TREME, the new HBO show from The Wire's creator David Simon has all the hall marks of one he intends to run and run.
Produced by Simon and Eric Overmyer it is set three months after Hurricane Katrina in the predominantly black neighbourhood of Treme which sits behind the French Quarter in New Orleans, a traditional home for the musicians and Creole community.
After the first couple of episodes those of us familiar with the greatest TV show ever will notice similar narrative and character hints being dropped slowly into a heady gumbo of a drama. Not much of major dramatic impact has happened in the first two episodes, but another large cast of characters has been introduced and plots and themes are emerging tentatively.
Signed up for at least two series by HBO, the experienced among us will know it may take all that time for everything to be tied up, by which stage series three will be taking on another set of injustices.
I'd say this series is going to deal with the institutionally racist neglect of flood victims, the deadly stasis brought on by Federal bureaucracy and the inherently corrupt political systems which allowed the huge humanitarian disaster to unfold down in N'awlins.
One thing already apparent is there's a tremendous cast working their socks off. The Corner and CSI Miami's Khandi Alexander is stressed bar owner LaDonna Batiste-Williams looking for her brother missing in the prison system, Clarke 'Lester Freamon' Peters is the Indian chief Albert Lambreaux looking to get his carnival gang back together, Wendell 'Bunk Moreland' Pierce (above) LaDonna's gifted but priapic trombonist ex-husband Antoine Batiste hustling for work while Steve Zahn plays the middle class white musician and DJ Davis McAlary in love with black music, its musicians and culture.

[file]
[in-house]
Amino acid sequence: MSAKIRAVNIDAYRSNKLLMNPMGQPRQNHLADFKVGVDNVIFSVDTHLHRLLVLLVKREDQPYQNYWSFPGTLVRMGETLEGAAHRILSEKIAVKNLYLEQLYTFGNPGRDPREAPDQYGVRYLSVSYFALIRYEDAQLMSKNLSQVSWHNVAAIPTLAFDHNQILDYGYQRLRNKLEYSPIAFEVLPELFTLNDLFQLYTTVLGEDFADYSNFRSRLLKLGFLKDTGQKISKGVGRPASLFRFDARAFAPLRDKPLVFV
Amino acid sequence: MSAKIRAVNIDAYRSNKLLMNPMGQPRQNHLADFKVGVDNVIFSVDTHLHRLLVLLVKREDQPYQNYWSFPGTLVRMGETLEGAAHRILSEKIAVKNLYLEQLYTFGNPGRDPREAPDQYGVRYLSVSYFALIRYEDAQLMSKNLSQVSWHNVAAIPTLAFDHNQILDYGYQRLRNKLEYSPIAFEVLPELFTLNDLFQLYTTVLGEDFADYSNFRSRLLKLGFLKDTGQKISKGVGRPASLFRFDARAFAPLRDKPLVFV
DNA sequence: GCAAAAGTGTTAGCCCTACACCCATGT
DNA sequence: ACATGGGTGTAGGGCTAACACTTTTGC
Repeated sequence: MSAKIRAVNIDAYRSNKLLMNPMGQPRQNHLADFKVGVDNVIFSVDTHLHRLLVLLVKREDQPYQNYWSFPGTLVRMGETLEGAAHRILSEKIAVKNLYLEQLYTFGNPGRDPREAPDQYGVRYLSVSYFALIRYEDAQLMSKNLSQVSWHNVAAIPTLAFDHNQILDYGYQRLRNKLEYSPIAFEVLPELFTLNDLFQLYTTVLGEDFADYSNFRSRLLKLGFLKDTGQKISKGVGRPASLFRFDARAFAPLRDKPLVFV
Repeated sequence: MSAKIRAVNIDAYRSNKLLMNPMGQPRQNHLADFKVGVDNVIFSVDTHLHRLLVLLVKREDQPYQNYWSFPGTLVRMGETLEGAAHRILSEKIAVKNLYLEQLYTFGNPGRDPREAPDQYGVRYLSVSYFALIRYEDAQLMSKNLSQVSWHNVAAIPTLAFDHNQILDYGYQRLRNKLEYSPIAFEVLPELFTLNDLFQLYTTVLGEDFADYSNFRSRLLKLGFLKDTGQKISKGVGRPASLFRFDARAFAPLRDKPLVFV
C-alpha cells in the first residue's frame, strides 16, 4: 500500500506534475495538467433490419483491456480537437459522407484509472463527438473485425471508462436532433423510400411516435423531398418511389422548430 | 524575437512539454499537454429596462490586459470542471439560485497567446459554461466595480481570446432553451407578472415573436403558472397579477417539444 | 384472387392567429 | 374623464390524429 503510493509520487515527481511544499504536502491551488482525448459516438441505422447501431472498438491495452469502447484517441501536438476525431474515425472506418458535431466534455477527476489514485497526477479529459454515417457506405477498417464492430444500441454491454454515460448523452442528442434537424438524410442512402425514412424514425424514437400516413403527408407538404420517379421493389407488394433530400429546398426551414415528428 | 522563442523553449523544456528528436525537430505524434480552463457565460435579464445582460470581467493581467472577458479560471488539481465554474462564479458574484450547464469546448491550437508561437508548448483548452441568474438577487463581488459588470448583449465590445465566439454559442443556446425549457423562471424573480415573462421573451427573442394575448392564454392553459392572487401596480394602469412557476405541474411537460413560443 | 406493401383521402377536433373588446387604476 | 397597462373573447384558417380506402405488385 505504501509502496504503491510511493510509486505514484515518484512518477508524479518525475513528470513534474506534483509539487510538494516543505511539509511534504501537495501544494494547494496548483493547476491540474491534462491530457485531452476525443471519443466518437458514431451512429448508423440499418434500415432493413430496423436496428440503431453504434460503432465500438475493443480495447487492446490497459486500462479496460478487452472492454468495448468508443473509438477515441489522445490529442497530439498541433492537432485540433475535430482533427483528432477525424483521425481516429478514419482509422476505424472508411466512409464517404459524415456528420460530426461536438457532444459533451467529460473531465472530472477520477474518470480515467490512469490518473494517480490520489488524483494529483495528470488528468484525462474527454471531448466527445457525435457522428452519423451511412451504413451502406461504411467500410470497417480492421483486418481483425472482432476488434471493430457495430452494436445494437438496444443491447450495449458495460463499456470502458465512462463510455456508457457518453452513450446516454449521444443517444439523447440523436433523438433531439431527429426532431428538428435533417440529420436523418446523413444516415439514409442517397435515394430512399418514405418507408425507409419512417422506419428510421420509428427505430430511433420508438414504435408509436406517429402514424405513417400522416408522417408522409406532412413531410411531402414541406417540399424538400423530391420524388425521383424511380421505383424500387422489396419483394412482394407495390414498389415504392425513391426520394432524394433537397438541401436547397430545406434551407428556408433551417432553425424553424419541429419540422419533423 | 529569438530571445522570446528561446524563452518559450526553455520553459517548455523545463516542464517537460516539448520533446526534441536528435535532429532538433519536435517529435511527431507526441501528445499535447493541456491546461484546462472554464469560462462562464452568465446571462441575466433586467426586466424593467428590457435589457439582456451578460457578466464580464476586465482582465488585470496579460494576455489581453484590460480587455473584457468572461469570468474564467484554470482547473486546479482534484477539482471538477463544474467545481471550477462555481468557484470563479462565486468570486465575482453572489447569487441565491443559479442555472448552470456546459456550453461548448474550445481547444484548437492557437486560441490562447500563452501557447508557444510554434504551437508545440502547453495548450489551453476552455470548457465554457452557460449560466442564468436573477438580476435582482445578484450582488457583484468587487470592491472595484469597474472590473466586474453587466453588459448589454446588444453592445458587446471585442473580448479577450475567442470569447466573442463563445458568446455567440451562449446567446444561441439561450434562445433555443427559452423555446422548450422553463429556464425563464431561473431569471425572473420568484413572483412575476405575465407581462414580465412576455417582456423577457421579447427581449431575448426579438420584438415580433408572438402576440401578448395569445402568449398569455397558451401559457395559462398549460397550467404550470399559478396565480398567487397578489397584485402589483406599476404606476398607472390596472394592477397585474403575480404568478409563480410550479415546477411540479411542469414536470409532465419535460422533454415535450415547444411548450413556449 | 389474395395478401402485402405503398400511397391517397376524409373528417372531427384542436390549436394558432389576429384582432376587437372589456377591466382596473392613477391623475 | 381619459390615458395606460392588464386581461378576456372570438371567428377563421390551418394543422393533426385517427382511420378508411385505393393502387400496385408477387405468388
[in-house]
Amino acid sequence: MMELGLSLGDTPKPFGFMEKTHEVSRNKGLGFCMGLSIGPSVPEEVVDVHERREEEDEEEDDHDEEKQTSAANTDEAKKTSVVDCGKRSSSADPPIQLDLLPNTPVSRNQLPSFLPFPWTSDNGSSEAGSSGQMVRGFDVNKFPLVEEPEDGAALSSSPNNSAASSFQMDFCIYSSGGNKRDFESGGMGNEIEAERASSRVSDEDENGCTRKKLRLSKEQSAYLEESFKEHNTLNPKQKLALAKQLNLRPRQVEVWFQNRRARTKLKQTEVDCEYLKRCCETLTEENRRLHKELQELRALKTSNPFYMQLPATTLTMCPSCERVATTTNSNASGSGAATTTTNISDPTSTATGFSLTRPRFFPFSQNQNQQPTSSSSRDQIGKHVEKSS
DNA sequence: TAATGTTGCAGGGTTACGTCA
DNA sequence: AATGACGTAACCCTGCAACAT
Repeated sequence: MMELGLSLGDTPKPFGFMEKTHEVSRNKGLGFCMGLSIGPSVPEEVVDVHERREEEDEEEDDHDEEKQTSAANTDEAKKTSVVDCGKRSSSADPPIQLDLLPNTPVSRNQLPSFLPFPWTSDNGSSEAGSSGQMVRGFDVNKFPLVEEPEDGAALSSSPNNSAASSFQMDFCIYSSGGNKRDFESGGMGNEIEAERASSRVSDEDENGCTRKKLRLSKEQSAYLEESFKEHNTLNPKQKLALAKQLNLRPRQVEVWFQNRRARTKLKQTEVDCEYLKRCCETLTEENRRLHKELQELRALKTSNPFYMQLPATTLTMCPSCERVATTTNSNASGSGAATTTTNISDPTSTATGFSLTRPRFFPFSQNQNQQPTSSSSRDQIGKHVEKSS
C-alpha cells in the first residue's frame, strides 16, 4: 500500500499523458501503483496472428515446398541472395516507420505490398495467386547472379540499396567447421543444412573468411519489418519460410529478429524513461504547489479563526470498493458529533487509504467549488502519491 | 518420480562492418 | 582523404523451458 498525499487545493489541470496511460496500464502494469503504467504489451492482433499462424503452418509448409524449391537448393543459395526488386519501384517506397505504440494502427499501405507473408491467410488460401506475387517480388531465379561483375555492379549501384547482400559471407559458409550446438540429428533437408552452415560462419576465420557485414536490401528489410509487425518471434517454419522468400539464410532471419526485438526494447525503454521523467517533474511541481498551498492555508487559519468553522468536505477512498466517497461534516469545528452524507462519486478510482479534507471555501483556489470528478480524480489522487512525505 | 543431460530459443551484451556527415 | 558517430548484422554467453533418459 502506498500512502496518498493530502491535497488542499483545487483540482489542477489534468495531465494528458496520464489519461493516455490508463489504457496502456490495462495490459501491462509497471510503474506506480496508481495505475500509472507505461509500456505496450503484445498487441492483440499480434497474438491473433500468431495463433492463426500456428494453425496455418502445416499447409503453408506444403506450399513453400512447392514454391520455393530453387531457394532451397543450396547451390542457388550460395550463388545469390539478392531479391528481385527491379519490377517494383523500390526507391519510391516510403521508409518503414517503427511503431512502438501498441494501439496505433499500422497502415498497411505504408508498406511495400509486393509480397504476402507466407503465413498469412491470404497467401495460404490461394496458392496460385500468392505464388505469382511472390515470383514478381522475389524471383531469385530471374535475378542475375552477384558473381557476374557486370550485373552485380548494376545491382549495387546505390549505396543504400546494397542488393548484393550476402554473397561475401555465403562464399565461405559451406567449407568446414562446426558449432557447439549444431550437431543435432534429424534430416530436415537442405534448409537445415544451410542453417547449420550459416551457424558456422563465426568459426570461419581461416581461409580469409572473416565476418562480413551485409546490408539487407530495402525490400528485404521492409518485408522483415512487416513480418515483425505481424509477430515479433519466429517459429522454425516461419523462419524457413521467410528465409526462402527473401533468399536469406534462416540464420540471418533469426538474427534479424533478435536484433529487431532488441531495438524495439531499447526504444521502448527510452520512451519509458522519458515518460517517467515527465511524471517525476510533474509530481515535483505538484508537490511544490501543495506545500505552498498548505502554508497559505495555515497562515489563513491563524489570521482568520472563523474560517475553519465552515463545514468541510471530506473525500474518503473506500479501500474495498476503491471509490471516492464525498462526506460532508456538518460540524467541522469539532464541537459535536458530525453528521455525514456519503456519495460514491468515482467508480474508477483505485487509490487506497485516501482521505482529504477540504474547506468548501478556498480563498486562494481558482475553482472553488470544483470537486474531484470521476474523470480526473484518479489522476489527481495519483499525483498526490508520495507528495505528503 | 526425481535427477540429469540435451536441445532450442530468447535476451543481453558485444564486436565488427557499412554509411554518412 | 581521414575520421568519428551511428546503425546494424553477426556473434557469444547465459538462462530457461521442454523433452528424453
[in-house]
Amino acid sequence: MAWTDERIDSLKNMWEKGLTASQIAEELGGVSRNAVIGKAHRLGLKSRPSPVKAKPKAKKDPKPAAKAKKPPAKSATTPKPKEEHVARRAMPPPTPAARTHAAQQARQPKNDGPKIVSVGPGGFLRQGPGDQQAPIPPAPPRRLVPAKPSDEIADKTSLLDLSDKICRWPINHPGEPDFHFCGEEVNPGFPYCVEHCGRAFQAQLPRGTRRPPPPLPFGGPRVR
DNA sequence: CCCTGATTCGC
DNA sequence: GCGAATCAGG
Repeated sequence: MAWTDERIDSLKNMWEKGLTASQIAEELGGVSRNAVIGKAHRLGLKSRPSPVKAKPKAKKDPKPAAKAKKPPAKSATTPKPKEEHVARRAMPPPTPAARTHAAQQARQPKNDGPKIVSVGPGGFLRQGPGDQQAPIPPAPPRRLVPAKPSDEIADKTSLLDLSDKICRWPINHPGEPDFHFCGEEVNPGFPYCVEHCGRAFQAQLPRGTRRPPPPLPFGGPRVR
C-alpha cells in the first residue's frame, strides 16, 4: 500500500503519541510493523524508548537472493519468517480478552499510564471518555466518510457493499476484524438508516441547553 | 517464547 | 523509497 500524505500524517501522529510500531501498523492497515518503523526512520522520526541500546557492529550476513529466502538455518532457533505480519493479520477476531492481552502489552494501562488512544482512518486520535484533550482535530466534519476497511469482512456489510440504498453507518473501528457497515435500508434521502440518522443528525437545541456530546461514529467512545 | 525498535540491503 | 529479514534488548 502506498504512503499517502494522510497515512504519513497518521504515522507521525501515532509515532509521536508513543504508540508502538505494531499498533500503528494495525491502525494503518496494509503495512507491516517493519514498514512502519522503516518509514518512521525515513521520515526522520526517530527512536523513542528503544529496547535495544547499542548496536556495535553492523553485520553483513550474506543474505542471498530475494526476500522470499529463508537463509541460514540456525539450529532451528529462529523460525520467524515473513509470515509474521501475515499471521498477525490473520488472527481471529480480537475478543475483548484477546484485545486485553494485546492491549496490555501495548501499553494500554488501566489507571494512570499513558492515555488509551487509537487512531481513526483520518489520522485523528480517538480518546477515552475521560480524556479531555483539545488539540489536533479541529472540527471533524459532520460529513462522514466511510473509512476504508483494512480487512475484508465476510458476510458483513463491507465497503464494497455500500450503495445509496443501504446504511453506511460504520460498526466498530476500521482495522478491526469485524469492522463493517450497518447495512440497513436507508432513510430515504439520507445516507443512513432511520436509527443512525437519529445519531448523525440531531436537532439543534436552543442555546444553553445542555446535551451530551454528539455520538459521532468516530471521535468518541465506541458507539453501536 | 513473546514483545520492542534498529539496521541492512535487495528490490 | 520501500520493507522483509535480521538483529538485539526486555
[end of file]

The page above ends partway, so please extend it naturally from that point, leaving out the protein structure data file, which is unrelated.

However, the stand-out character, and perhaps the moral barometer of the show, is English Literature professor Creighton Bernette played by John Goodman, a man leading a crusade to get the truth about Katrina known. It's not a natural disaster he says, 'but a federal fuck-up of epic proportions, decades in the making.'
The music is incredible, in what has to be one of the best opening sequences of any TV show, a panorama of the city's heritage from ragtime to revival, be bop, rock and dirty south hip hop all comes together before concluding with a full New Orleans jazz band marching the streets of Treme.
British and Irish gobshites, content yourself with this trailer and others like it on YouTube - as yet there are no dates for either a screening or DVD release in these parts.